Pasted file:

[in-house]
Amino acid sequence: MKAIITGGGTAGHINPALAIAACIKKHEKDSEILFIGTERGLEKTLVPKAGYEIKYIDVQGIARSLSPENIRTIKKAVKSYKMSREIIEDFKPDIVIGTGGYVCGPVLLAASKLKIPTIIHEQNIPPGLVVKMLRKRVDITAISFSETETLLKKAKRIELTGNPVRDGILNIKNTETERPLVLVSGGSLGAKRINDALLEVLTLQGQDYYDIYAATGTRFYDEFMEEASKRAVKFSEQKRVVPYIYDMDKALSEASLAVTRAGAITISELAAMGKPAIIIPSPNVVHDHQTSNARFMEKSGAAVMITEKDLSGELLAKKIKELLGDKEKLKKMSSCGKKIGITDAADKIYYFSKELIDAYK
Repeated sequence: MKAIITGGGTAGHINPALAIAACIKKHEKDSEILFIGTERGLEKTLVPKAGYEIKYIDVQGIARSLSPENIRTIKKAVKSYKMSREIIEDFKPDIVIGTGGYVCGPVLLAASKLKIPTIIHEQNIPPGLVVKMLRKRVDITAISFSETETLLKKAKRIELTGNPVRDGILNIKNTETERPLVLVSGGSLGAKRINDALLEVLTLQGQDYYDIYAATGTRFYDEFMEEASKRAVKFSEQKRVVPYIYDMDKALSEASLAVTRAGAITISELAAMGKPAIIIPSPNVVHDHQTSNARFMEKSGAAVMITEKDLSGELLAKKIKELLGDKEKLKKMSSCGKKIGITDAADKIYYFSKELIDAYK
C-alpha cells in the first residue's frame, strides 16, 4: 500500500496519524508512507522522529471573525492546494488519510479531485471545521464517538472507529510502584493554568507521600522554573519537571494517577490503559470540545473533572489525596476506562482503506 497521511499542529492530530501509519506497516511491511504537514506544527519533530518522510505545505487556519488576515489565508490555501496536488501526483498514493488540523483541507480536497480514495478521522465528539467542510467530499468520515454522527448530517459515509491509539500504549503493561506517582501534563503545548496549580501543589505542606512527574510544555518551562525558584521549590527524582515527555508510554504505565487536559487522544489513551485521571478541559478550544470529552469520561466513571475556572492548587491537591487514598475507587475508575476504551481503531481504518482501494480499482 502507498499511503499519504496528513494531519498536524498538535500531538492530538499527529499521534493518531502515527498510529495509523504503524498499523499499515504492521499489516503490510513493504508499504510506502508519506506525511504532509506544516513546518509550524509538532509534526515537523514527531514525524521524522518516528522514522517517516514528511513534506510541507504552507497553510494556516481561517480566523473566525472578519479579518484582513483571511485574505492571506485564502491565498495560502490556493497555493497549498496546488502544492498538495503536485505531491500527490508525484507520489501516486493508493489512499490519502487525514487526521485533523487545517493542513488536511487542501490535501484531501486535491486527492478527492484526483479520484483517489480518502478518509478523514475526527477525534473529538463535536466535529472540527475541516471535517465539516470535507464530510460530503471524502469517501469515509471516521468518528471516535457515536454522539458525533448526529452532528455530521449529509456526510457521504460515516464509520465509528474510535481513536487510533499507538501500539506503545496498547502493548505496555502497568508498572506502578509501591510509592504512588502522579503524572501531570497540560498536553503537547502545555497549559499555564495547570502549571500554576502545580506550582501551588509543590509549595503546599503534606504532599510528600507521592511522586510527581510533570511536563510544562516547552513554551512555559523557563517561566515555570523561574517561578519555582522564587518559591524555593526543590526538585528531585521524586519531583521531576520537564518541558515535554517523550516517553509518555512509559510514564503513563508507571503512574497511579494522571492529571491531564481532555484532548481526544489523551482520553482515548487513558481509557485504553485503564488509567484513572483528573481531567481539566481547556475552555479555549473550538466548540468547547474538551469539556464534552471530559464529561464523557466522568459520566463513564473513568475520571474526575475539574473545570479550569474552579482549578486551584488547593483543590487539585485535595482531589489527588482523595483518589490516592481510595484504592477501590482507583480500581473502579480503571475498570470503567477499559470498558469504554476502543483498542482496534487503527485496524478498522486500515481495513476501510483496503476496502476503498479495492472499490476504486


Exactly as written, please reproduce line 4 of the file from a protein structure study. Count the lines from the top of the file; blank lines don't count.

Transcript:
C-alpha cells in the first residue's frame, strides 16, 4: 500500500496519524508512507522522529471573525492546494488519510479531485471545521464517538472507529510502584493554568507521600522554573519537571494517577490503559470540545473533572489525596476506562482503506 497521511499542529492530530501509519506497516511491511504537514506544527519533530518522510505545505487556519488576515489565508490555501496536488501526483498514493488540523483541507480536497480514495478521522465528539467542510467530499468520515454522527448530517459515509491509539500504549503493561506517582501534563503545548496549580501543589505542606512527574510544555518551562525558584521549590527524582515527555508510554504505565487536559487522544489513551485521571478541559478550544470529552469520561466513571475556572492548587491537591487514598475507587475508575476504551481503531481504518482501494480499482 502507498499511503499519504496528513494531519498536524498538535500531538492530538499527529499521534493518531502515527498510529495509523504503524498499523499499515504492521499489516503490510513493504508499504510506502508519506506525511504532509506544516513546518509550524509538532509534526515537523514527531514525524521524522518516528522514522517517516514528511513534506510541507504552507497553510494556516481561517480566523473566525472578519479579518484582513483571511485574505492571506485564502491565498495560502490556493497555493497549498496546488502544492498538495503536485505531491500527490508525484507520489501516486493508493489512499490519502487525514487526521485533523487545517493542513488536511487542501490535501484531501486535491486527492478527492484526483479520484483517489480518502478518509478523514475526527477525534473529538463535536466535529472540527475541516471535517465539516470535507464530510460530503471524502469517501469515509471516521468518528471516535457515536454522539458525533448526529452532528455530521449529509456526510457521504460515516464509520465509528474510535481513536487510533499507538501500539506503545496498547502493548505496555502497568508498572506502578509501591510509592504512588502522579503524572501531570497540560498536553503537547502545555497549559499555564495547570502549571500554576502545580506550582501551588509543590509549595503546599503534606504532599510528600507521592511522586510527581510533570511536563510544562516547552513554551512555559523557563517561566515555570523561574517561578519555582522564587518559591524555593526543590526538585528531585521524586519531583521531576520537564518541558515535554517523550516517553509518555512509559510514564503513563508507571503512574497511579494522571492529571491531564481532555484532548481526544489523551482520553482515548487513558481509557485504553485503564488509567484513572483528573481531567481539566481547556475552555479555549473550538466548540468547547474538551469539556464534552471530559464529561464523557466522568459520566463513564473513568475520571474526575475539574473545570479550569474552579482549578486551584488547593483543590487539585485535595482531589489527588482523595483518589490516592481510595484504592477501590482507583480500581473502579480503571475498570470503567477499559470498558469504554476502543483498542482496534487503527485496524478498522486500515481495513476501510483496503476496502476503498479495492472499490476504486